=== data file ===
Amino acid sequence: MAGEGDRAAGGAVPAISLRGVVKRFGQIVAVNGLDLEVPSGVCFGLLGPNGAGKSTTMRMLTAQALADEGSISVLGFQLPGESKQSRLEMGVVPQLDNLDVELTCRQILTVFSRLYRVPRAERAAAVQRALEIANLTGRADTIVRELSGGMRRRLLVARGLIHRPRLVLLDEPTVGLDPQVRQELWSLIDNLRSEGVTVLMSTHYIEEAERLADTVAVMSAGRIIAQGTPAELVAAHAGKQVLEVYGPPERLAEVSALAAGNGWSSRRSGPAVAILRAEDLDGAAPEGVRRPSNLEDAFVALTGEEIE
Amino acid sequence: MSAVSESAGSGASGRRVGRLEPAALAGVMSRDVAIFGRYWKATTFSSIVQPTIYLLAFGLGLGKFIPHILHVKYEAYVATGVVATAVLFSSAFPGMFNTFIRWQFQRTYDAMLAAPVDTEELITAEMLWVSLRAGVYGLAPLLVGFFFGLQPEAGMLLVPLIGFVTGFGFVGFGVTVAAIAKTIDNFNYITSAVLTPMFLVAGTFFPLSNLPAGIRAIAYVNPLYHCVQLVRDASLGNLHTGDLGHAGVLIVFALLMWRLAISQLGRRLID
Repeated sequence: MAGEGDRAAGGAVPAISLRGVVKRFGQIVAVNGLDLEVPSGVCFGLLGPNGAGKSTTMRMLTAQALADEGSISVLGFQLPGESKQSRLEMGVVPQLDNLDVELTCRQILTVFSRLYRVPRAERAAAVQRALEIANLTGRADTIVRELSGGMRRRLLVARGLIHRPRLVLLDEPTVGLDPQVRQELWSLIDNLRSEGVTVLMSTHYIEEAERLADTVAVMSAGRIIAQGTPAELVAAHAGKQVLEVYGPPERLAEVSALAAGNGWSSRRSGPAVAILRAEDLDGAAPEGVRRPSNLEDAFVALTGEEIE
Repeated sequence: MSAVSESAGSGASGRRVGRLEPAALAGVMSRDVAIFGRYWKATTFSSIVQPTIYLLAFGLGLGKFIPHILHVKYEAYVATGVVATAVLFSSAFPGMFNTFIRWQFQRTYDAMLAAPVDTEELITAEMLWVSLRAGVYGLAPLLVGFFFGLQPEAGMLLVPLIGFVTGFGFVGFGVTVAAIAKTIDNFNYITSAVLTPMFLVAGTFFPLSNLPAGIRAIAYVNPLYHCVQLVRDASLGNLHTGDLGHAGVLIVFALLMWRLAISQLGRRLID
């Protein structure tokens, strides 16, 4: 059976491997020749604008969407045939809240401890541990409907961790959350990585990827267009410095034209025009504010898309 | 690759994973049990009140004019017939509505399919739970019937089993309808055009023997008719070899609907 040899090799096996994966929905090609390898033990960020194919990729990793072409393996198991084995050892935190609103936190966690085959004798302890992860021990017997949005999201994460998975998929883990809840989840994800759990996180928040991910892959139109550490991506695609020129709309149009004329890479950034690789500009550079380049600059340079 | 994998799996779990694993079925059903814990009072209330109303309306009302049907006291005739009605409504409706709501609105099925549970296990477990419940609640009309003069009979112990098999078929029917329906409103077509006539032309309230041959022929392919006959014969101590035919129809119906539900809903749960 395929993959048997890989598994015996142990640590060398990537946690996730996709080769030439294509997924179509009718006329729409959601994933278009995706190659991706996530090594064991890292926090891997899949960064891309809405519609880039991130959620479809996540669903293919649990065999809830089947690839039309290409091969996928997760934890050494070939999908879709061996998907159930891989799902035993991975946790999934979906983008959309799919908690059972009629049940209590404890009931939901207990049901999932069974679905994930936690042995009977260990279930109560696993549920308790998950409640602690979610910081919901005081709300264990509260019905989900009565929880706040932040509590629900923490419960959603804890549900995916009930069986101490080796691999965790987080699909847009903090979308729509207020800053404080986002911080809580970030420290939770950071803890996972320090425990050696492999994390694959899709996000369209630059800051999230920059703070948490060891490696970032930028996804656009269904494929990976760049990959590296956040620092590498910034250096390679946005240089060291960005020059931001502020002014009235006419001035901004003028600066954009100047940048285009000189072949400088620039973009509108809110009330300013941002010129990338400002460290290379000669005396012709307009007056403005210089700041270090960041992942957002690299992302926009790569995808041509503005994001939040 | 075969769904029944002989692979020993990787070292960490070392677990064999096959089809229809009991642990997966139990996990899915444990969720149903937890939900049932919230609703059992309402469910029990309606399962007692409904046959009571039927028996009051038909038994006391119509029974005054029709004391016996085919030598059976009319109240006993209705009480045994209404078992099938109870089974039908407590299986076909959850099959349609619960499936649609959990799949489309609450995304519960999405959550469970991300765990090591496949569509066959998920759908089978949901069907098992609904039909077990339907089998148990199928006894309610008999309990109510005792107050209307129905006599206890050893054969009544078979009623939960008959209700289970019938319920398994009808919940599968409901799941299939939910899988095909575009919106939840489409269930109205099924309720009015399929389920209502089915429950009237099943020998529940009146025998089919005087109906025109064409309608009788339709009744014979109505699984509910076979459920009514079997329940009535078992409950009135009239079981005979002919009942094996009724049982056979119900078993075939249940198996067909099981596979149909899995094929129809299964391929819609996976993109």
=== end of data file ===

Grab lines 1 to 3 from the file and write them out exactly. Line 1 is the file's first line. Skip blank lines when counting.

Amino acid sequence: MAGEGDRAAGGAVPAISLRGVVKRFGQIVAVNGLDLEVPSGVCFGLLGPNGAGKSTTMRMLTAQALADEGSISVLGFQLPGESKQSRLEMGVVPQLDNLDVELTCRQILTVFSRLYRVPRAERAAAVQRALEIANLTGRADTIVRELSGGMRRRLLVARGLIHRPRLVLLDEPTVGLDPQVRQELWSLIDNLRSEGVTVLMSTHYIEEAERLADTVAVMSAGRIIAQGTPAELVAAHAGKQVLEVYGPPERLAEVSALAAGNGWSSRRSGPAVAILRAEDLDGAAPEGVRRPSNLEDAFVALTGEEIE
Amino acid sequence: MSAVSESAGSGASGRRVGRLEPAALAGVMSRDVAIFGRYWKATTFSSIVQPTIYLLAFGLGLGKFIPHILHVKYEAYVATGVVATAVLFSSAFPGMFNTFIRWQFQRTYDAMLAAPVDTEELITAEMLWVSLRAGVYGLAPLLVGFFFGLQPEAGMLLVPLIGFVTGFGFVGFGVTVAAIAKTIDNFNYITSAVLTPMFLVAGTFFPLSNLPAGIRAIAYVNPLYHCVQLVRDASLGNLHTGDLGHAGVLIVFALLMWRLAISQLGRRLID
Repeated sequence: MAGEGDRAAGGAVPAISLRGVVKRFGQIVAVNGLDLEVPSGVCFGLLGPNGAGKSTTMRMLTAQALADEGSISVLGFQLPGESKQSRLEMGVVPQLDNLDVELTCRQILTVFSRLYRVPRAERAAAVQRALEIANLTGRADTIVRELSGGMRRRLLVARGLIHRPRLVLLDEPTVGLDPQVRQELWSLIDNLRSEGVTVLMSTHYIEEAERLADTVAVMSAGRIIAQGTPAELVAAHAGKQVLEVYGPPERLAEVSALAAGNGWSSRRSGPAVAILRAEDLDGAAPEGVRRPSNLEDAFVALTGEEIE